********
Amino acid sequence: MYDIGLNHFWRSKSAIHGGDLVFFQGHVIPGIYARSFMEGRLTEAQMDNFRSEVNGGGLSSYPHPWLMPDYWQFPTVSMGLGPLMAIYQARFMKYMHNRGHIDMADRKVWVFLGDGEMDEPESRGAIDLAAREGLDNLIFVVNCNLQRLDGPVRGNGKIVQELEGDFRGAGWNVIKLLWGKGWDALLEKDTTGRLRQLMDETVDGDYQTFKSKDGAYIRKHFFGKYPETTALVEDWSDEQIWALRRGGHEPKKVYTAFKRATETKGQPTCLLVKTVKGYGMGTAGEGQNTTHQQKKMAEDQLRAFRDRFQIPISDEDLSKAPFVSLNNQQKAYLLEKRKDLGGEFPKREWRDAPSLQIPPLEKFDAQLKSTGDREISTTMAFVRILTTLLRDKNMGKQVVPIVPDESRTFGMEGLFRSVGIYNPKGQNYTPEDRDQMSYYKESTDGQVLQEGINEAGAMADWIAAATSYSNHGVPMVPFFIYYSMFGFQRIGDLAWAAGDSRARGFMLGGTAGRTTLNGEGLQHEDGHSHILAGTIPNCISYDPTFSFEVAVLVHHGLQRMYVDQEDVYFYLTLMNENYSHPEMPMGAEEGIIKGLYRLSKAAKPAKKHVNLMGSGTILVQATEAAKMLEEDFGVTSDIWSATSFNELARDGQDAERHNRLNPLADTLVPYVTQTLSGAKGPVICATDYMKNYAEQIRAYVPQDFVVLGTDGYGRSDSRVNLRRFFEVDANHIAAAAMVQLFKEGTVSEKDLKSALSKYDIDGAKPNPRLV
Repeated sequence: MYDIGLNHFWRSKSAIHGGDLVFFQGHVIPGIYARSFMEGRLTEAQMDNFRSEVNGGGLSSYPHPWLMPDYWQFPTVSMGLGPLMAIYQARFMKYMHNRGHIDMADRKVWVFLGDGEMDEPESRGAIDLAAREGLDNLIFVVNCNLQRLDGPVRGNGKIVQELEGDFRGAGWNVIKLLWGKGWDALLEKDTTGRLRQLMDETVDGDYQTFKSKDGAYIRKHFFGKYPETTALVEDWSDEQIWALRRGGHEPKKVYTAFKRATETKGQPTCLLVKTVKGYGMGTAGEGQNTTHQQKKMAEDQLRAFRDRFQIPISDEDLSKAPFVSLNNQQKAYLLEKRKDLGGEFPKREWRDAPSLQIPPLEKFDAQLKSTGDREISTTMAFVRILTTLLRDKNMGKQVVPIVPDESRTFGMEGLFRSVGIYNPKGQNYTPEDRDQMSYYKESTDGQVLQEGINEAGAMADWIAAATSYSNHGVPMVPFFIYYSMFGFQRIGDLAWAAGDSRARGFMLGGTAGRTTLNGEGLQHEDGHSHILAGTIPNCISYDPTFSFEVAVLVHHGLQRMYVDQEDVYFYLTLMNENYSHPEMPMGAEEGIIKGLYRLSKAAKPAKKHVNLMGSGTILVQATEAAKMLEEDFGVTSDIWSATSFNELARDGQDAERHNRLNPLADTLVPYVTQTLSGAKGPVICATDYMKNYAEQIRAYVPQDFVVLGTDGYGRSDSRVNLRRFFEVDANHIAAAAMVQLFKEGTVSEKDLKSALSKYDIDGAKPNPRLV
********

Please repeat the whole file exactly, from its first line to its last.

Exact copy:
Amino acid sequence: MYDIGLNHFWRSKSAIHGGDLVFFQGHVIPGIYARSFMEGRLTEAQMDNFRSEVNGGGLSSYPHPWLMPDYWQFPTVSMGLGPLMAIYQARFMKYMHNRGHIDMADRKVWVFLGDGEMDEPESRGAIDLAAREGLDNLIFVVNCNLQRLDGPVRGNGKIVQELEGDFRGAGWNVIKLLWGKGWDALLEKDTTGRLRQLMDETVDGDYQTFKSKDGAYIRKHFFGKYPETTALVEDWSDEQIWALRRGGHEPKKVYTAFKRATETKGQPTCLLVKTVKGYGMGTAGEGQNTTHQQKKMAEDQLRAFRDRFQIPISDEDLSKAPFVSLNNQQKAYLLEKRKDLGGEFPKREWRDAPSLQIPPLEKFDAQLKSTGDREISTTMAFVRILTTLLRDKNMGKQVVPIVPDESRTFGMEGLFRSVGIYNPKGQNYTPEDRDQMSYYKESTDGQVLQEGINEAGAMADWIAAATSYSNHGVPMVPFFIYYSMFGFQRIGDLAWAAGDSRARGFMLGGTAGRTTLNGEGLQHEDGHSHILAGTIPNCISYDPTFSFEVAVLVHHGLQRMYVDQEDVYFYLTLMNENYSHPEMPMGAEEGIIKGLYRLSKAAKPAKKHVNLMGSGTILVQATEAAKMLEEDFGVTSDIWSATSFNELARDGQDAERHNRLNPLADTLVPYVTQTLSGAKGPVICATDYMKNYAEQIRAYVPQDFVVLGTDGYGRSDSRVNLRRFFEVDANHIAAAAMVQLFKEGTVSEKDLKSALSKYDIDGAKPNPRLV
Repeated sequence: MYDIGLNHFWRSKSAIHGGDLVFFQGHVIPGIYARSFMEGRLTEAQMDNFRSEVNGGGLSSYPHPWLMPDYWQFPTVSMGLGPLMAIYQARFMKYMHNRGHIDMADRKVWVFLGDGEMDEPESRGAIDLAAREGLDNLIFVVNCNLQRLDGPVRGNGKIVQELEGDFRGAGWNVIKLLWGKGWDALLEKDTTGRLRQLMDETVDGDYQTFKSKDGAYIRKHFFGKYPETTALVEDWSDEQIWALRRGGHEPKKVYTAFKRATETKGQPTCLLVKTVKGYGMGTAGEGQNTTHQQKKMAEDQLRAFRDRFQIPISDEDLSKAPFVSLNNQQKAYLLEKRKDLGGEFPKREWRDAPSLQIPPLEKFDAQLKSTGDREISTTMAFVRILTTLLRDKNMGKQVVPIVPDESRTFGMEGLFRSVGIYNPKGQNYTPEDRDQMSYYKESTDGQVLQEGINEAGAMADWIAAATSYSNHGVPMVPFFIYYSMFGFQRIGDLAWAAGDSRARGFMLGGTAGRTTLNGEGLQHEDGHSHILAGTIPNCISYDPTFSFEVAVLVHHGLQRMYVDQEDVYFYLTLMNENYSHPEMPMGAEEGIIKGLYRLSKAAKPAKKHVNLMGSGTILVQATEAAKMLEEDFGVTSDIWSATSFNELARDGQDAERHNRLNPLADTLVPYVTQTLSGAKGPVICATDYMKNYAEQIRAYVPQDFVVLGTDGYGRSDSRVNLRRFFEVDANHIAAAAMVQLFKEGTVSEKDLKSALSKYDIDGAKPNPRLV